Gryphons basketball sweeps Franklinton
By SAMUEL EVERS
Saturday, January 27, 2018
Rocky Mount girls’ basketball on Friday was playing just its second conference game of the season and its first contest overall since Jan. 12. And for the first three quarters at home against Franklinton, the rust showed, but the fourth quarter was different.
Entering that final period trailing by four after a lethargic third quarter, the Gryphons, led by nine points from Alexis Moore, came alive for a 15-point fourth, completing a comeback 42-40 win over the Rams for their first Big East win of the year.
The win, though, was in jeopardy until the final buzzer, when a Franklinton shot attempt from about five feet away rolled off the rim.
For the Gryphons (9-6, 1-1 Big East) and coach Pam Gainey, who entered the game on a three-game losing streak, it wasn't necessarily pretty, but the victory in any form was what they needed.
"Right now we’ll take a win when we can get it. There’s just a lot of areas that we need to do better in, then maybe it won’t be so tight,” Gainey said. “But considering what we’ve been through this season, to see them hang in there and stick around and give themselves a chance to win was a blessing."
The hero for the Gryphons in the decisive fourth quarter was Alexa Moore. She ignited the run with a three-pointer in the first minute to bring the deficit to one. Then she hit the go-ahead three with three minutes left, good for the first lead for Rocky Mount in the second half.
At one point, the Gryphons had pushed the lead to five late, but the Rams scored four straight points to make it a one-point game with 1:26 left. That’s when Moore’s third and most important three-point shot came, the defacto game-winning score to push the lead back to four.
“Those were absolutely necessary considering the way we were rebounding. We allowed too many second chances,” Gainey said. “She was patient and she got the shot she wanted, where we wanted and she was able to knock them down.”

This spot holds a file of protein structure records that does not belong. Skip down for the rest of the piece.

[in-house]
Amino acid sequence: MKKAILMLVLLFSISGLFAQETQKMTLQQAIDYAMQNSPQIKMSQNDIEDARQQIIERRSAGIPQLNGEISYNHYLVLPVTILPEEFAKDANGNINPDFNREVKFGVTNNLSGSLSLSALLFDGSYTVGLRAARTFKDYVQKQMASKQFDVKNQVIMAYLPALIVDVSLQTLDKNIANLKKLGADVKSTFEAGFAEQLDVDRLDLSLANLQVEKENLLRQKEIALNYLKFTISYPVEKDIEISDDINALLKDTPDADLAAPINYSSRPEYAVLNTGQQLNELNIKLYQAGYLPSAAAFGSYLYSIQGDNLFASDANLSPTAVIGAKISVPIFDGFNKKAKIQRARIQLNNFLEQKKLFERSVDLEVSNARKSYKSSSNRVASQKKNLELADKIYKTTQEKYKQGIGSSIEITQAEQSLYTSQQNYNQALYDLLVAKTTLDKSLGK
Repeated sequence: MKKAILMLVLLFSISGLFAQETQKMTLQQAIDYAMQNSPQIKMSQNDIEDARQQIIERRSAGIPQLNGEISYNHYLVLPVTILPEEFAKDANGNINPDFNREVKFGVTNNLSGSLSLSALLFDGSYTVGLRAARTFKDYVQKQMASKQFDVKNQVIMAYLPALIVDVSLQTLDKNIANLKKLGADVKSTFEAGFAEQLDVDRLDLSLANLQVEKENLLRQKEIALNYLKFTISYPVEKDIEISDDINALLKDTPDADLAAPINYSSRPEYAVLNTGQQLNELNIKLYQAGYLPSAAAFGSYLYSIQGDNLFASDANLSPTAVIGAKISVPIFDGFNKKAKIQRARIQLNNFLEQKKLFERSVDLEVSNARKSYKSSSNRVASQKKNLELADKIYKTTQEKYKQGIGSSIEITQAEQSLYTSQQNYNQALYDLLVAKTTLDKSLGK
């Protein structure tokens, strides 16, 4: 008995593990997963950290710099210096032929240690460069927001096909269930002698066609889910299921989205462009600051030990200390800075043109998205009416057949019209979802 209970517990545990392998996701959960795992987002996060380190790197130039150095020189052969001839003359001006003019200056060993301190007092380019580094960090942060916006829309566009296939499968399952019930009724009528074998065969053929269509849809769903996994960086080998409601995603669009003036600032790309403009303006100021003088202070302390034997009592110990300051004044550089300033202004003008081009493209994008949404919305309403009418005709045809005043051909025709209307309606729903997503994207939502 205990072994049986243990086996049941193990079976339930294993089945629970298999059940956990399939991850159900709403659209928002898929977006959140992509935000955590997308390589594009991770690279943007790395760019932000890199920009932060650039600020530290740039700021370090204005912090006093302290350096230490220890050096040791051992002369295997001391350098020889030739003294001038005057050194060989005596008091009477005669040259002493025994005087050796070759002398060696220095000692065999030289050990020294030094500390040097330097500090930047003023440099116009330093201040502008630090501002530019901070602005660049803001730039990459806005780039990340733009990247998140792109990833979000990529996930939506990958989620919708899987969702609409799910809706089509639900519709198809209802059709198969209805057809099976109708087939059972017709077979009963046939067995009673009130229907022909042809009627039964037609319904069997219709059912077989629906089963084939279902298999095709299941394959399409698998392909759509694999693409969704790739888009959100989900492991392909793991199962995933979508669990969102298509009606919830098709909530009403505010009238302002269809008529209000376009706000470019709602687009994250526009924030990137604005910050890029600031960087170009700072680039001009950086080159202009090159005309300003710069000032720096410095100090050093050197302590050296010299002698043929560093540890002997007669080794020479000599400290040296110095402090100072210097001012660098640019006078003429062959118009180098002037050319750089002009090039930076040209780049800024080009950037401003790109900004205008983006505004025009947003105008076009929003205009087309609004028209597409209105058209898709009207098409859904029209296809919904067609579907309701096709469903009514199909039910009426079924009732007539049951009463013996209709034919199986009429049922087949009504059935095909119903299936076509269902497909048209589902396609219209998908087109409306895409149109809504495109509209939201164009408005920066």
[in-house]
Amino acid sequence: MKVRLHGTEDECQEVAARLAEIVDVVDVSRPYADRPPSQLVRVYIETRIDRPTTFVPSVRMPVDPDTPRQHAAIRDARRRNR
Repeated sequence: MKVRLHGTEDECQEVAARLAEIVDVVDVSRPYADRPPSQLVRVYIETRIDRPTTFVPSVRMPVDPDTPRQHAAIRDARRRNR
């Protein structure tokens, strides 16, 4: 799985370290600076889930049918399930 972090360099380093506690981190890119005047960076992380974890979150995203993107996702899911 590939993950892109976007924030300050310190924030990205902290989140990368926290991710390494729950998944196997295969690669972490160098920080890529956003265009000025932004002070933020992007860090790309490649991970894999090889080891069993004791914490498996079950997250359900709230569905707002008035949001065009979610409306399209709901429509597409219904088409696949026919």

Moore finished with 10 points, but before she took over in the fourth, Jada Morris did most of the heavy lifting, finishing with a game-high 16 points on 8 of 11 shooting.
“We have an extremely long way to go, but we’ve made some strides,” Gainey said. “We’ll take a win when we can.”
Boys: Rocky Mount 67, Franklinton 34
In hindsight, the 11-0 run for Rocky Mount to begin its game Friday against Franklinton was all that was needed to know how the rest of the game went.
The Gryphons (12-2, 2-0 Big East), behind a frenetic defense and a bevy of layups in the first three minutes, jumped out to that double-digit lead, led 29-4 at the end of the first quarter, and cruised to a 67-34 win that saw 12 different players score.
It was Rocky Mount’s first game since Jan. 12, when they beat Wilson Fike to begin Big East play.
“Exactly what I like to see, pushing the tempo, getting those guys to commit turnovers, that’s what we like,” coach Michael Gainey said. “We’ve been out for two weeks. We’ve been practicing, doing what we need to do, so I’m not upset at all with how we played. Sometimes we deserve games like this where we can work on different things.”
Tavaughn Parker led the Gryphons with nine points, but with the game out of hand early, the scoring was spread out. Damian Moore, Rodney Alston and Shyheim Battle all added eight,
Javeon Jones had six and eight other players combined for the rest of the points.
“We had the mindset that we could beat them, so we just had to come out and play our hardest,” said Jamar Ellis, who scored three points in limited minutes. “First group’s supposed to set the tone for the second group. When we come out on the court, we have to run the score up then put the second group in to keep it up.”
There was virtually no drop off when Gainey did switch units, as the Rams were never able to make a game of it. Jones’s floater at the buzzer to end the first quarter made the lead 25, and the Gryphons steadily added to that total with a mix of bench players and starters.
“They work hard, too. All these kids -- they ran all these sprints, run all these drills, they want to play as well,” Gainey said. “The first group, they didn’t mind. I said, ‘You don’t mind if they finish out the game?’ They said, ‘No coach.’ That’s what I like to hear. Back in the day, they would pout. But these guys understand, they let the other guys have some fun, too.”